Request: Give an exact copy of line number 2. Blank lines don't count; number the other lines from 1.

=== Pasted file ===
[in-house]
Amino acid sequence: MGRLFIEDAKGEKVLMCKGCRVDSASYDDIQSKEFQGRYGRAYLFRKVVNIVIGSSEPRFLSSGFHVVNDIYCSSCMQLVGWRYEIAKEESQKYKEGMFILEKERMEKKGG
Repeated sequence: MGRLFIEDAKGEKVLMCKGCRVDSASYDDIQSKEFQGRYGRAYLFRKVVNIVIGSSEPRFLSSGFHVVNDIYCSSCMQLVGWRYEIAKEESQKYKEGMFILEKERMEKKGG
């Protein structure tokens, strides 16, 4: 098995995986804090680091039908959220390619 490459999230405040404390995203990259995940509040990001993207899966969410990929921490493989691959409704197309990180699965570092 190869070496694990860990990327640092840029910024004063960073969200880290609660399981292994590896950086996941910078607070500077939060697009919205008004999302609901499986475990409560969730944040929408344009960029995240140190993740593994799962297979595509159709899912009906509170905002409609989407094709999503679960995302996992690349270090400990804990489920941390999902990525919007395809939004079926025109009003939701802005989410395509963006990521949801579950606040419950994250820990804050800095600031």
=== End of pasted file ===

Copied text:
Amino acid sequence: MGRLFIEDAKGEKVLMCKGCRVDSASYDDIQSKEFQGRYGRAYLFRKVVNIVIGSSEPRFLSSGFHVVNDIYCSSCMQLVGWRYEIAKEESQKYKEGMFILEKERMEKKGG